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EU Justice Commissioner Viviane Reding was yesterday forced to scrap the controversial proposal to introduce a 40% quota for women on boards across Europe due to lack of support within the European Commission.
But Ms Reding remains defiant and said she would attempt to make a proposal again next month, saying that her gender balance directive was simply postponed. She wrote on Twitter: “I will not give up, will put this on the Commission agenda again before the end of November.”
The UK’s Recruitment and Employment Confederation (REC) had criticised plans to introduce a mandatory quota system and welcomed the announcement that plans had been put on hold.
“This is good news – especially as there are signs that the voluntary approach is starting to work with a record 16% of women now on the boards of FTSE 100 companies. Although we are not in favour of a quota system we recognise the need to accelerate progress and will continue to actively promote the role that executive recruiters can play in sourcing more female candidates for senior roles,” said Tom Hadley, director of policy at the REC.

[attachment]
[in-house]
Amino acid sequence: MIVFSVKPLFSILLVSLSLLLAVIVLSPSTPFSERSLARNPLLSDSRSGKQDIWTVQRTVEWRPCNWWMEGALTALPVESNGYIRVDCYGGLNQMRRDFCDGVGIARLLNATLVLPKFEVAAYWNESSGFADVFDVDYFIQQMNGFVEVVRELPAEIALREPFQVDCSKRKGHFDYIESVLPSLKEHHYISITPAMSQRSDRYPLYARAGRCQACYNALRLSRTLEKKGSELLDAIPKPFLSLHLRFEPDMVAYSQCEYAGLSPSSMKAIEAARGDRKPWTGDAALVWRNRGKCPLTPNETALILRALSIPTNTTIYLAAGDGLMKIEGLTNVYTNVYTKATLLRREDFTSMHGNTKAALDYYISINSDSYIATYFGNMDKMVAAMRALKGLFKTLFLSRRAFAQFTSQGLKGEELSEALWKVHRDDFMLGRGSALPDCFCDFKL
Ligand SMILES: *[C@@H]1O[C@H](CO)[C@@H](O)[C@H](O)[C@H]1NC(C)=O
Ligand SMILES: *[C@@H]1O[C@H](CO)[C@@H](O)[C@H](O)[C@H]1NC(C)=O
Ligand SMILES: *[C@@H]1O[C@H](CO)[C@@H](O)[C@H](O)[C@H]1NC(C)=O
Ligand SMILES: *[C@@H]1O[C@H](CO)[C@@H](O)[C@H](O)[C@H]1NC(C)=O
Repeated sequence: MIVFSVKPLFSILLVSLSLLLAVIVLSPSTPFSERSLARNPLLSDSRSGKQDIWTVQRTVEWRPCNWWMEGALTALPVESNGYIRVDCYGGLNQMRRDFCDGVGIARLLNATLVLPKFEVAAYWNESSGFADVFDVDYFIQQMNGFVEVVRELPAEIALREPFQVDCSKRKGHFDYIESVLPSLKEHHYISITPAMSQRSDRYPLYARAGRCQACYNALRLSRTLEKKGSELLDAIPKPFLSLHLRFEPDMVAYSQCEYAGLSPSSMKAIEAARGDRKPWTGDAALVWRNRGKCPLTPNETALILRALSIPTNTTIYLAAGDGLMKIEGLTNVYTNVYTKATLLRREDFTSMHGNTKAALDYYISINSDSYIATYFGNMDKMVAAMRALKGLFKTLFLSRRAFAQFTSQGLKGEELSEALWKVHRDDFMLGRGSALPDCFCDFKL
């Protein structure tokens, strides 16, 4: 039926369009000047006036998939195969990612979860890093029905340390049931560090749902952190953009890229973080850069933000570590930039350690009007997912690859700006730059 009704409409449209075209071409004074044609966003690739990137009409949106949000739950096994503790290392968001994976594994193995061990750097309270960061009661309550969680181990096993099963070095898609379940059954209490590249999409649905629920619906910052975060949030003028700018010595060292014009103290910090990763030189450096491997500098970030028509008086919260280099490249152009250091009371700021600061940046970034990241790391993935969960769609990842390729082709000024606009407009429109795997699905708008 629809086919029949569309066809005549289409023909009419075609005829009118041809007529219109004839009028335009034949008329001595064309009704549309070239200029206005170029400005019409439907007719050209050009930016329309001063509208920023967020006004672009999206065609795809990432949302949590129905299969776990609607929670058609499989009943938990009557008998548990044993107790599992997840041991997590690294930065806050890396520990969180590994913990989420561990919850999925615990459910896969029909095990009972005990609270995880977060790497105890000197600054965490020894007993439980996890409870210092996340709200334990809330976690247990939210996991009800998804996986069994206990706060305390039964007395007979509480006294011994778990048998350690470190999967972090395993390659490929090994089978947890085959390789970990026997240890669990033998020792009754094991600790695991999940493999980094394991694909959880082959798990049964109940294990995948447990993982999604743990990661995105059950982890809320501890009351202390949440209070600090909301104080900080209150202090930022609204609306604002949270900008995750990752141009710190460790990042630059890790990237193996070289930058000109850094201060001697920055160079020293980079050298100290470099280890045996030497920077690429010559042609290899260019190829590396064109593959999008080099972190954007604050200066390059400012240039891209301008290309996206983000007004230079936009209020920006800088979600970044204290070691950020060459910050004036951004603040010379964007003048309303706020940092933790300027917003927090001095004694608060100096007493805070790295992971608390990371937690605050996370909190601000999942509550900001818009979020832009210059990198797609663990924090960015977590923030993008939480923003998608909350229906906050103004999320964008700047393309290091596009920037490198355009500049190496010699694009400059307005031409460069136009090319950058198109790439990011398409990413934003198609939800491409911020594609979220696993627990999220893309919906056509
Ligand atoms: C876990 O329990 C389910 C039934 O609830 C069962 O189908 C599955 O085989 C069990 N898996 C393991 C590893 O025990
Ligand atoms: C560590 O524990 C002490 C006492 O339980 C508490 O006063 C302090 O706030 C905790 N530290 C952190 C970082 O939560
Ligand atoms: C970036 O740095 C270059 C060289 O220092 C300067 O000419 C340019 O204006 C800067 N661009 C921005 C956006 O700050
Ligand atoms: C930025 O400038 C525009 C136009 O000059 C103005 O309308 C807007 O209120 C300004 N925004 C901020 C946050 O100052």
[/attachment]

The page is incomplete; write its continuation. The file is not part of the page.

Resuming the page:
David Winterburn, Acting Chair of the Association for Executive Recruitment (AER) said that executive search providers can seize the opportunity “to demonstrate their expertise and to work with clients to increase gender diversity in senior positions.”
Viviane Reding will now have the opportunity to review her proposals and “come back with something more palatable for those who were against her original plan,” said Audrey Williams, partner at law firm Eversheds.